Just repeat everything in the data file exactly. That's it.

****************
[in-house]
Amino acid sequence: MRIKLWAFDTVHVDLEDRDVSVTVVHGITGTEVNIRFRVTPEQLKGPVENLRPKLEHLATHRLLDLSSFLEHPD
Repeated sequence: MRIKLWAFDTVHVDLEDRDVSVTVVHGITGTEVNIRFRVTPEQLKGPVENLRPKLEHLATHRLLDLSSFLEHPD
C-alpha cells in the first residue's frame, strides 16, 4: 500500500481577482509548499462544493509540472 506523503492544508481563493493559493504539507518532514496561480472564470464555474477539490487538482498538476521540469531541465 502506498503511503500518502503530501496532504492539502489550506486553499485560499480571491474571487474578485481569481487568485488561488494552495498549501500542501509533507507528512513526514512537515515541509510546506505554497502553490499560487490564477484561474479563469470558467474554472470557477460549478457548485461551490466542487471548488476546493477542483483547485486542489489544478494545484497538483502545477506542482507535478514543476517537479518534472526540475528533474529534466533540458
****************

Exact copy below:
[in-house]
Amino acid sequence: MRIKLWAFDTVHVDLEDRDVSVTVVHGITGTEVNIRFRVTPEQLKGPVENLRPKLEHLATHRLLDLSSFLEHPD
Repeated sequence: MRIKLWAFDTVHVDLEDRDVSVTVVHGITGTEVNIRFRVTPEQLKGPVENLRPKLEHLATHRLLDLSSFLEHPD
C-alpha cells in the first residue's frame, strides 16, 4: 500500500481577482509548499462544493509540472 506523503492544508481563493493559493504539507518532514496561480472564470464555474477539490487538482498538476521540469531541465 502506498503511503500518502503530501496532504492539502489550506486553499485560499480571491474571487474578485481569481487568485488561488494552495498549501500542501509533507507528512513526514512537515515541509510546506505554497502553490499560487490564477484561474479563469470558467474554472470557477460549478457548485461551490466542487471548488476546493477542483483547485486542489489544478494545484497538483502545477506542482507535478514543476517537479518534472526540475528533474529534466533540458